I Resolve to Watch More
Once upon a time, in a decade not too far gone, people who watched television mostly hated January. This is because the turn of the calendar generally unfurled a TV wasteland littered with reruns, and while the occasional first-run episode or Super Bowl would pop into view like a shimmering oasis, it wasn't enough. After all, January is a long, cold, dark month. Even worse, it follows December, a time held hostage by holiday-themed programming and reruns that all but admonish viewers that they have better things to do before December 25 than sit through another 9:30 p.m. comedy on NBC.
Now, however, January is a fun-filled month, so densely packed with programmable goodness that I had to sit down with a calendar to figure out 1) how to handle the scheduling conflicts between The Shield and The Dead Zone (both airing new episodes at 10:00 p.m. on Tuesdays); 2) whether my Tivo's season pass to Oz--which returned for its final season in early January--would conflict with my Adult Swim viewing on the Cartoon Network (yes); and 3) how to manage watching both The Surreal Life and CSI. January is no longer the month in which people who resolved to stop watching so much TV in the New Year have it easy. For tube geeks, it has become another month in which Tivos, VCRs, and remote controls get no rest.
How did this happen? Blame--or thank--cable channels. Without cable, we wouldn't have HBO, which typically takes advantage of moribund broadcast months to roll out new series. The Sopranos debuted in the month of January; Sex and the City, Six Feet Under, and The Wire were all launched in June; and Oz totally bucked convention with a July debut. This gambit won the hearts of viewers like me who wanted to watch something, anything new. It helps that these shows are mostly good, but the point is, viewers had a choice between watching another X-Files rerun or trying something fresh. It's not that HBO invented this trick--one of the ways the SciFi channel built up a following for Farscape was to launch the series in March and run a lot of the episodes during the summer--but they've managed to jigger their schedule in such a way that nearly every Sunday of the year features a brand-new episode of something. It's hard not to love a channel that can offer that.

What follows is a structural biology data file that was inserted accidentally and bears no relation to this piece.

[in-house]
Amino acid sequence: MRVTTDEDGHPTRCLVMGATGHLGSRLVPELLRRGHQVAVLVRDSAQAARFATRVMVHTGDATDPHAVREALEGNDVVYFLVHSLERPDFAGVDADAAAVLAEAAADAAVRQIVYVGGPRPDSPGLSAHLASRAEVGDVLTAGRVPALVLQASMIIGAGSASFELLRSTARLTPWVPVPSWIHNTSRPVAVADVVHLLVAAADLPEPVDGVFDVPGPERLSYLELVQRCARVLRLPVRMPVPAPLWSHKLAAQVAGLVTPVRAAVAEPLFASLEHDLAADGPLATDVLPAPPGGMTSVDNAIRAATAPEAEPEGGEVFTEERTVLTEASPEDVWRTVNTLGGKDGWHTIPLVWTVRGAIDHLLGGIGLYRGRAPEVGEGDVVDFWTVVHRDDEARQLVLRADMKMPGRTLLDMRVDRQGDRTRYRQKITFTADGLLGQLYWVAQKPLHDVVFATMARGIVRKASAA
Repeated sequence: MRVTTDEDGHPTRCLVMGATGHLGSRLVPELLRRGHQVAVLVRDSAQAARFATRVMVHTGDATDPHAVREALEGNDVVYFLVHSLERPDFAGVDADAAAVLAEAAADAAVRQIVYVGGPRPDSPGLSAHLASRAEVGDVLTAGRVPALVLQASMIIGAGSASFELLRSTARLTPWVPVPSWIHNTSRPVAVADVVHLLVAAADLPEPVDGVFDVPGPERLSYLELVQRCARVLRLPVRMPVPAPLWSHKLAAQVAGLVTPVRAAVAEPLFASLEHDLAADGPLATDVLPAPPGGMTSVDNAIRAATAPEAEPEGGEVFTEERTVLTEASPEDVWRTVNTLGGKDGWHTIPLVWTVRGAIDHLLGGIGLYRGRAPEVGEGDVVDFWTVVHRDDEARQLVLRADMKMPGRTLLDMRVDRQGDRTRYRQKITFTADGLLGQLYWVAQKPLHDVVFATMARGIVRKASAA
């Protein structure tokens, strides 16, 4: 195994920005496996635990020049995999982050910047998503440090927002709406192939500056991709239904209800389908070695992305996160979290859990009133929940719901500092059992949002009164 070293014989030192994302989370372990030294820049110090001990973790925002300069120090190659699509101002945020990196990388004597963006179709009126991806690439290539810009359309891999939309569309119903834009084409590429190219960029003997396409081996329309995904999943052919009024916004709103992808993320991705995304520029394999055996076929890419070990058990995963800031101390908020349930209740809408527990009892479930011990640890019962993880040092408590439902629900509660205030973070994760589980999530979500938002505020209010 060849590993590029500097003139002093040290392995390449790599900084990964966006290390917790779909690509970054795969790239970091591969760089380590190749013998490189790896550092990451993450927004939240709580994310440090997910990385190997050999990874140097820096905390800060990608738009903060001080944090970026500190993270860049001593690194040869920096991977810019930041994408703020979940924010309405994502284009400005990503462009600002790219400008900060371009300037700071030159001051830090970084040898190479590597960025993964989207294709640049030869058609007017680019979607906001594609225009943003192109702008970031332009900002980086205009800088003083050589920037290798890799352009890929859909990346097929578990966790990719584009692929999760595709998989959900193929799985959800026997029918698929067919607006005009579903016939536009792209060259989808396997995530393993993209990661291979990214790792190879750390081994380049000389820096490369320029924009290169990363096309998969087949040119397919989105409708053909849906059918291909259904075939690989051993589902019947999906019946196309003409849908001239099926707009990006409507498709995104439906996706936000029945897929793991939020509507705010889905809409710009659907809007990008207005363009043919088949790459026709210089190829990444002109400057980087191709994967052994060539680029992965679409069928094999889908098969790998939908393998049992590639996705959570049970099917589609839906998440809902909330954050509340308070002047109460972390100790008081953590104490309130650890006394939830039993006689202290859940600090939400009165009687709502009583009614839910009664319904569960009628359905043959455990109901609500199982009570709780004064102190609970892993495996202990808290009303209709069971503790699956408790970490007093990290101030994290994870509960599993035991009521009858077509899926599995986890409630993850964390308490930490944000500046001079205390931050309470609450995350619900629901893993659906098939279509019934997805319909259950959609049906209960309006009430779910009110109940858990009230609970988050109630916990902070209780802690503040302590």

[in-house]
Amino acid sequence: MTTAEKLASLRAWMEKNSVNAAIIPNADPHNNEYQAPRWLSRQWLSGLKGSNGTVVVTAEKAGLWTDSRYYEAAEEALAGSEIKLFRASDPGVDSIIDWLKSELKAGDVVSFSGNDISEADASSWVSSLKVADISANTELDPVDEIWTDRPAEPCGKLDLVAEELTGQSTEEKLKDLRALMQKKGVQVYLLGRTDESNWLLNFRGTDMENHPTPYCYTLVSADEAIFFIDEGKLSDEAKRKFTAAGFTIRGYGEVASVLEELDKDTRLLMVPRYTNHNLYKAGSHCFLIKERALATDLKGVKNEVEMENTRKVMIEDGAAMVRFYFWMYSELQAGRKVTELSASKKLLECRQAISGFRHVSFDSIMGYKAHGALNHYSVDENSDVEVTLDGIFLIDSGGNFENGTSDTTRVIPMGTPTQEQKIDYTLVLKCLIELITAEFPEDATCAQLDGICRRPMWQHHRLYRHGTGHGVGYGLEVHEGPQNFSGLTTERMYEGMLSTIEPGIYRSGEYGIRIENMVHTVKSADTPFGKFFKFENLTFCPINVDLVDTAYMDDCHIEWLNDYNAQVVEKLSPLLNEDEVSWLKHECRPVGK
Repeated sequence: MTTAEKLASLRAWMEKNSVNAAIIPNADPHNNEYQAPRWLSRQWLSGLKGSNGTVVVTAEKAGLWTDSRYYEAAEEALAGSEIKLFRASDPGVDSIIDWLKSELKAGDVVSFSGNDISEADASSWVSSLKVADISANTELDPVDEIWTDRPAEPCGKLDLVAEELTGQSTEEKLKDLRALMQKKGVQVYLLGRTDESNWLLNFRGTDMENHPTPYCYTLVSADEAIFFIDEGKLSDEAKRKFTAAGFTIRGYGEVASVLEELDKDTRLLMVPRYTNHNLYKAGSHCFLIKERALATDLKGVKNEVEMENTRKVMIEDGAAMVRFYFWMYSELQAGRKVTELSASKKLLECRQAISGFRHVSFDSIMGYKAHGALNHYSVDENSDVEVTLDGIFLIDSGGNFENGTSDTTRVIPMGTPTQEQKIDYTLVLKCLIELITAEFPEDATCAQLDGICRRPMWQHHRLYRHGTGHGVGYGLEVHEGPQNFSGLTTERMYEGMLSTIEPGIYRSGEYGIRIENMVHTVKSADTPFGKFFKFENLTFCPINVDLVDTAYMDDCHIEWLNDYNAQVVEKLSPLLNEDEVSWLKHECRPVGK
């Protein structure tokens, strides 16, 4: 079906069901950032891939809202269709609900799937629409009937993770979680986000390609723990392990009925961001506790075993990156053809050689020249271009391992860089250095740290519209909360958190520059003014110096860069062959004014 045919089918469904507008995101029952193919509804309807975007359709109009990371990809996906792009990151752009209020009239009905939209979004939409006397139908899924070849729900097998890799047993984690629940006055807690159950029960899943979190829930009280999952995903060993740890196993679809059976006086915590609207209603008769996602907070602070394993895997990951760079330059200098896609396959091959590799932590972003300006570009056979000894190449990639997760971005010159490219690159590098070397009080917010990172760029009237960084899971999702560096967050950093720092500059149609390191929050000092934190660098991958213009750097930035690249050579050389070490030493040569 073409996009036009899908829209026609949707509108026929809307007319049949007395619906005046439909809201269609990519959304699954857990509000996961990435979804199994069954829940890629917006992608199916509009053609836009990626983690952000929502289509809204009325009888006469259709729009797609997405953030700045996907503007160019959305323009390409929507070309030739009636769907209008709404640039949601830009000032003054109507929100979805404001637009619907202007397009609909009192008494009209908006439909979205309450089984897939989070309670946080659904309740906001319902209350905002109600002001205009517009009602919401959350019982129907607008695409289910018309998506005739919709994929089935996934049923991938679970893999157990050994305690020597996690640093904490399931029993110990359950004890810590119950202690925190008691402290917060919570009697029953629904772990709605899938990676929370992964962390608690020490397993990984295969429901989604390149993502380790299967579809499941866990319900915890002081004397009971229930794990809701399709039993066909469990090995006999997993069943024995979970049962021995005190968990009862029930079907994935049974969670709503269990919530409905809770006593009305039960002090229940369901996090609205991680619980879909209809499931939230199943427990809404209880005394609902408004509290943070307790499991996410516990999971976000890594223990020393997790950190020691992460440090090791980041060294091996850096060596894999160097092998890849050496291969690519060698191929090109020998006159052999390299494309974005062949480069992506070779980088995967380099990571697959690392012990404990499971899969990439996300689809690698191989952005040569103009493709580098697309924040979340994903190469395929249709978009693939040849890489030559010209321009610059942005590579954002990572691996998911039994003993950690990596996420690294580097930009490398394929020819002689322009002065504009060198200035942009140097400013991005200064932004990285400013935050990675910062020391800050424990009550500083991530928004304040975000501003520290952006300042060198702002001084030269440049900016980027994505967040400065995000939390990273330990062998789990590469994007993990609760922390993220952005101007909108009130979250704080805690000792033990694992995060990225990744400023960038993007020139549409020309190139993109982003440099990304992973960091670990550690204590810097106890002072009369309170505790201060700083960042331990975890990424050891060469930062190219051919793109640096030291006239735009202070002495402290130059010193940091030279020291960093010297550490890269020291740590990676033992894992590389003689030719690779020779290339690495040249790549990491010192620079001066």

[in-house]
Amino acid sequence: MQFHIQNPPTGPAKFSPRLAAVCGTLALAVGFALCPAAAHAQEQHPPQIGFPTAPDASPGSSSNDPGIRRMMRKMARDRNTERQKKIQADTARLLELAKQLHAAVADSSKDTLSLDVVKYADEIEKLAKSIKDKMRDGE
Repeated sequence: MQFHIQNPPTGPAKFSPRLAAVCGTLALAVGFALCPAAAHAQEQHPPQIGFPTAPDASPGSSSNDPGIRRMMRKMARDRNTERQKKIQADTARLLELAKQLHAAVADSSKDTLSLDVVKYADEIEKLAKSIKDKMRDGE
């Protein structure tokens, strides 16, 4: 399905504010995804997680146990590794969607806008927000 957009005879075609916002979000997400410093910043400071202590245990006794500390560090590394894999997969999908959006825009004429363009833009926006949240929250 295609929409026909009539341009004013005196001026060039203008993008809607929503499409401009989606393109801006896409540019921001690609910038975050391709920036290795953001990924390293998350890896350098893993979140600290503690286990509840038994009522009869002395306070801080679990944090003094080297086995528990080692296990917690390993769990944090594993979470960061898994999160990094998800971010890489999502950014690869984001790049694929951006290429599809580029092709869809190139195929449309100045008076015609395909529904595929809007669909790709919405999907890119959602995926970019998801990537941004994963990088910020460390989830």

Aside from canny scheduling, however, it's important to acknowledge cable because without it, there's no MTV, and without MTV, there's no The Real World. And The Real World made the world safe for Survivor by proving that the number of people willing to embarrass themselves on television for little to no pay is surpassed only by the number willing to watch. After Survivor, le déluge of "reality" ensued, generating an enjoyable bounty on the broadcast portion of the dial--The Bachelorette, American Idol, Joe Millionaire, and The Surreal Life.
As far as viewers are concerned, reality shows are fun because they're guilty pleasures with excellent timing and built-in expiration dates. Not only does competitive elimination add a sense of drama to the goings-on; it also sensibly limits a show, ensuring that the entire thing goes out on top instead of dragging on past the point of no entertainment. There's a great deal of pleasure to be had in being able to watch a series unfold from beginning to end without interruption. We're not there yet with network dramas and sitcoms, but at least reality shows provide a cheap version of that satisfaction.
For the pricier version, there's always cable. The point is, thanks to reality shows and cable counterprogramming, there's no reason to hate January anymore. Now you can save it all up for December--and look forward to more fun viewing in the months ahead.
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